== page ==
If you are the kind of designer who only worry about comping a pretty UI rather than a functional UI that provides a strategic visual solution which is consistent with a company’s brand goals then maybe you should be a little worried…

      In my 14 years of working in the design industry, I started out as a web designer but soon found myself yearning to become a better visual communicator. I then taught myself branding, print production, photography in addition to keeping up with web technologies because I realized design is a multidisciplinary profession.

      We are problem solvers first, whatever medium we choose to communicate our solutions is just a means to an end. Become the designer who solve problems, not a decorator who indulges and you will never have to worry about “the state of web designers”.

  45. 118

    Wired says that the web is dead.
    It made me furious, how come, i’ve been into web design for 12 years and now that even the common people is talking about HTML and FTP do you want to take it away from me?
    I hope so, this is called evolution, progress if you like. Gutenberg didn’t kill the story tellers, video didn’t kill the radio and i bet apps will not kill the web.
    iPad sell 3 million pieces, how many pc there are out there? Many more.
    Do you think that an app developer works, research, develop and write code using ONLY an iPad , maybe i’m wrong, but the functionality of the 2 media are different.
    I’m certainly saying that apps are the new trend and we must be aware of it, as good designers i can see only possibility over there, to expand our knowledge , to improve our skills and to get out of our comfort zone.
    That what i think will made us still working as designer in ten years.
    Also, the same concept of apps is what you call repository on a linux machine, so even the concept is not so new, just the fact that people is making money out of it is a new trend, Steve jobbs is becoming what Bill Gates was in the mid-nineties and i’m sure his reign one day will end , someone else will come up and bring on the next big thing. Same thing we could say for Facebook, one day it will be just a memory and we will be talking about new ideas, now functionality, new user patterns that hopefully, we helped to shape.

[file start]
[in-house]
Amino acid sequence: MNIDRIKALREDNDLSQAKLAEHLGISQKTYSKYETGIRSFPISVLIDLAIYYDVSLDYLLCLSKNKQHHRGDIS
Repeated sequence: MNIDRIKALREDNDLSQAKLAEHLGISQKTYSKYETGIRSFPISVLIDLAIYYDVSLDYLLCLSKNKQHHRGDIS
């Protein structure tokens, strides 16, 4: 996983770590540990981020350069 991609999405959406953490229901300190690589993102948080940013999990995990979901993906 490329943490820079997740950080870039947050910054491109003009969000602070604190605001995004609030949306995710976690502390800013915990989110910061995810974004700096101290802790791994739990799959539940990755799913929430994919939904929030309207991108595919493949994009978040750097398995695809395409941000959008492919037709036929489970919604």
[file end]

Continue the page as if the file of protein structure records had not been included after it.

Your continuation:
After that , you’ll find me harvesting potatoes on a nice valley in Tuscany.
    Take care you all.

    • 119

      I don’t think to be in the street for the next….10 years.
      Anyway (i talk of my country, italy) i don’t work no more like 2 or 3 years ago, maybe due to the crisis, but maybe because many of the potential customers that could grow their business with a wellmade website, prefer a fb page to reach the people.

      I work anyway, but more less

      • 120

        I was born and I used work in Italy, i left three years ago because i realized that most of the companies do not have the proper mind to “fare impresa”. They just see a website like a expensive window and because their competitors have got one, they want to have one too. They don’t realize the potential of a proper website, and that sad.
        I moved to london and since then i’ve always been plenty of work and i’ve worked for some of the biggest global corporation, being treated and payed properly. In Italy you work lot harder (due to the lack of proper management) and get payed nuts. Even though there are (few) great agencies and (few) sensible companies well open minded.
        If I’ll retire to tuscany it would be because i won’t debug for IE6 anymore.
        Stammi bene.

  46. 122

    We so very rarely get people coming to our training centre wanting to be Web Designers, which is a shame. Mostly we get people wanting just some new skills or that they want to build just one site for their company. We hope to start targeting graduates here in Thailand and turn them into international designers. Thai’s have a lot of creativity at times and it is a shame they are taught such dated rubbish at their universities.

  47. 123

    Content will be always king.

  48. 124

    I am really sick of the ‘content is king’ idiom, but beyond that, there will always be growth for internet media. If your skills are limited to grid style blog design, then you may encounter issues, but if you have a wide range of skills in front-end or back-end, there will always be a need for customization of the visual presentation of content. It matters little if it is typography, color theory, interfaces, etc, or what the platform is, everything has a look and a function. There is decent money to be made with facebook customization, for example, just as there was for MySpace before it, because FMBL is annoying and only something pros can really deal with.

    This should really be more about blog design and less about the web in general (also don’t forget all the app platforms that use standard languages to create interfaces). If it is important for a user audience to see a website, it should not be publishing full content to RSS in the first place. If it isn’t, then the design matters little and doesn’t factor into our industry anyway.

  49. 125

    You work for a client who has spent many thousands of dollars/euros on it’s branding. The new fleet livery looks fantastic on the highway. The ads on the subway are getting a lot of attention. Now they want to spend peanuts on a web template.